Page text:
30 May 2018

Factors to Consider When Choosing a College


Are you newly graduated from high school and ready to take on the world? You may be basking in your freedom right now, but soon enough you’ll have to make some big decisions about what comes next.

Despite what your parents or teachers may say, going to university is not the only way forward. Young adults today are fully capable of learning almost anything taught in the traditional classroom on their own instead. And despite the pressure to make a choice that will supposedly define the rest of your life, be aware that you aren’t stuck in a profession if you decide it’s no longer for you.

So for those of you who have decided to dive into the college life right now but haven’t got much further than that, what should you be considering when choosing which school’s offer to accept? There are academic points to think about as well as personal ones.

Your Academic Experience--

There are myriad great schools out there with different strengths and purposes. It’s your job to figure out whether those schools align with your own strengths and purposes. Just because a college may have a great reputation does not mean it’s tailor-made for you.

Major and Career Field--

To start, do you know what you’d like to study? Without having one or two majors in mind, it doesn’t much matter where you choose to go. If you decide later on that you’d like to be a medical doctor, yet you choose to attend a liberal arts school, it will take more time and effort to get the credentials you need for medicine.

It’s okay if you haven’t chosen a subject matter yet but take into account what your interests are and what you’re good at. Then find out which majors would complement your skills at each school before narrowing it down. There are many websites available on the internet, such as study.com, that have informative articles to help you decide what type of degree is best for you. Even if you know you want to earn a business degree, researching different business degree areas is important to discover your exact specialization. Once you know your major, there are also scholarship opportunities to look into that can help reduce the cost of your education. Study.com has a variety of academic scholarships that can be found here: https://study.com/pages/Academic_Awards_Home.html

Program Rankings--

If you already know what it is you want to study, great! You’re on to the next factor. Most universities will offer standard majors across all subject matters, but just because they are available doesn’t mean they are up to snuff. Look through the specific curriculum, objectives, and outcomes for the programs at each school.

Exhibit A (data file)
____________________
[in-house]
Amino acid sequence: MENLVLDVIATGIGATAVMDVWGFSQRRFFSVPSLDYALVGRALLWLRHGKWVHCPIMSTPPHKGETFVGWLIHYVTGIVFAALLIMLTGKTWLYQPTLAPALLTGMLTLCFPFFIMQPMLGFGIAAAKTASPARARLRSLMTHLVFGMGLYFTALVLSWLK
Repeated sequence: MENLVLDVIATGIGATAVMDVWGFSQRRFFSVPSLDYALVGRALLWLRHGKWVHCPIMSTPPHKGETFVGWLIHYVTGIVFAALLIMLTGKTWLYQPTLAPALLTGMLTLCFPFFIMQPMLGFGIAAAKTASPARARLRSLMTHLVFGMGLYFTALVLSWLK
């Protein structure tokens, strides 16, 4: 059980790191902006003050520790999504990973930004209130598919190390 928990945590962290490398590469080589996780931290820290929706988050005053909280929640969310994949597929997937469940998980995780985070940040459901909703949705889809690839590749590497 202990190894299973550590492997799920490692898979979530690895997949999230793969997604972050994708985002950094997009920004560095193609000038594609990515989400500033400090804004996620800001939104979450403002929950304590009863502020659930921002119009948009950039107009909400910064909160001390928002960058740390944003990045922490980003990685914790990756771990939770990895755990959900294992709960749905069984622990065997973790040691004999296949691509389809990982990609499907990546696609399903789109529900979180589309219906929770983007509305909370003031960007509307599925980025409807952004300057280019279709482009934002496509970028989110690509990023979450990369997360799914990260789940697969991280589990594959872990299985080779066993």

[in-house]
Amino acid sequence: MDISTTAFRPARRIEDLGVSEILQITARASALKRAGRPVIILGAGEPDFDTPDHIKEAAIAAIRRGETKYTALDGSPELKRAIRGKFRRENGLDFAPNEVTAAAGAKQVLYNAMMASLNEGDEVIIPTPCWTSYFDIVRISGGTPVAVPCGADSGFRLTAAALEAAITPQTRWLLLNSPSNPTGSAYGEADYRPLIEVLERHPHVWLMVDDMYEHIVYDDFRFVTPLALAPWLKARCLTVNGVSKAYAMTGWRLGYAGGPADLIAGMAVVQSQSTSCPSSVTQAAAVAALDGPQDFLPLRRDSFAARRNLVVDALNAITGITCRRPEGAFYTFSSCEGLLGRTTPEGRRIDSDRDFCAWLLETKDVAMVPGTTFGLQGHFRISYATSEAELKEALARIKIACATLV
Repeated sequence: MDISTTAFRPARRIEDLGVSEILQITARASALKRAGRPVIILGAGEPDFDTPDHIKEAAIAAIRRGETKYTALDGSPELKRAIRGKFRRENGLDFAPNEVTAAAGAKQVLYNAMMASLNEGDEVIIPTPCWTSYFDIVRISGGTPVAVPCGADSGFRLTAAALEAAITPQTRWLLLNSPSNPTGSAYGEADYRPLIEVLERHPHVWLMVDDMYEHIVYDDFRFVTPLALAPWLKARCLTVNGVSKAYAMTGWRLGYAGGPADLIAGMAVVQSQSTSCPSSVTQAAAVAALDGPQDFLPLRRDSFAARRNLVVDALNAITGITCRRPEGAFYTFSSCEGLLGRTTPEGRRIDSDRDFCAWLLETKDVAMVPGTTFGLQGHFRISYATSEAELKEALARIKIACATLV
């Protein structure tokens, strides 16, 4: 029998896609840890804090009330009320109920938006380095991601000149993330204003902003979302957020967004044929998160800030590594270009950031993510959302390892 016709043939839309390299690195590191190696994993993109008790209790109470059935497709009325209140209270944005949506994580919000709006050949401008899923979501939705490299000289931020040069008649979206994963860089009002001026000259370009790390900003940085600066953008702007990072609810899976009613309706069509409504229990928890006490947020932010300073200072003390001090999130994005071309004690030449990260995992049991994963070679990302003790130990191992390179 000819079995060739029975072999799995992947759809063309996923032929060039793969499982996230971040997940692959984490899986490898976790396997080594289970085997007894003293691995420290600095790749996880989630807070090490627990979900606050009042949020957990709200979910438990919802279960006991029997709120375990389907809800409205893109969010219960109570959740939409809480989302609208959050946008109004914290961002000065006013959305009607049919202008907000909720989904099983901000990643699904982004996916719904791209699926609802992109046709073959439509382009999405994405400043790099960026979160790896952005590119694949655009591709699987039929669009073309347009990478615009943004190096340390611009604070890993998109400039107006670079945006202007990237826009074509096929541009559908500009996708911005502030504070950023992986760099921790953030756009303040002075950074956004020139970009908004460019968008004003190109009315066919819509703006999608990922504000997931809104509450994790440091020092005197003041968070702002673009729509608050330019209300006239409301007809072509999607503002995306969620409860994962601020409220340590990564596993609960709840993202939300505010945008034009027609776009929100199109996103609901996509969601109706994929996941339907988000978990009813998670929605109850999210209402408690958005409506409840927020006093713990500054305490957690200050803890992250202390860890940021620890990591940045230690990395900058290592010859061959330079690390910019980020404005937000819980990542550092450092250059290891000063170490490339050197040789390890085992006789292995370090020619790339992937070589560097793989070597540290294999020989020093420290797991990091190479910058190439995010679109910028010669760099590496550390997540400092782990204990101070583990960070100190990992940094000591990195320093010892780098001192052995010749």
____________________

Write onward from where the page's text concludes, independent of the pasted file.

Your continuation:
You may find that you’re fired up about the school but the program you would be in is more of a flop. Conversely, there may be a school that hardly seems prestigious enough for you, yet they house a program you are thrilled to take part in. Don’t let the grandeur of an establishment outshine the department and courses you would actually be part of.

Your Personal Experience--

It’s easy to get excited about a university and plow ahead into a new chapter, but down the line, your determination to make all ends meets may become a heavier toll on your spirit than you initially thought.

Expenses--

Check out more than just the cost of books and tuition. College can get pricey, and the fewer student loans you take out, the happier you’ll be when your education is wrapped up. Take into account what you’re willing to pay for housing each term as well as the cost of groceries, entertainment, and other items like gas for your car.

You may find dorm life isn’t for you, and the BYU-I men’s housing option would have been less stressful. Determine if you can realistically manage your expenses or if the distance from campus is worth cheaper rent. You may have some savings set aside to help offset all these costs, or perhaps you plan to work part-time.

Environment--

Yes, it’s exciting to become part of campus life, but that may wear off after a few months. So consider the geographic location of the school. Is it urban or rural? How crowded will it feel? The weather can be a huge factor if you’re not used to snow or can’t tolerate the insects of the South.

You might also find you miss home, so it’s important to look at how far away home is, how much it will cost to travel there and back, and how often you’re planning to make the trip. However, you may do just fine being away from home, in which case, that faraway school you always dreamed of going to won’t be a problem.

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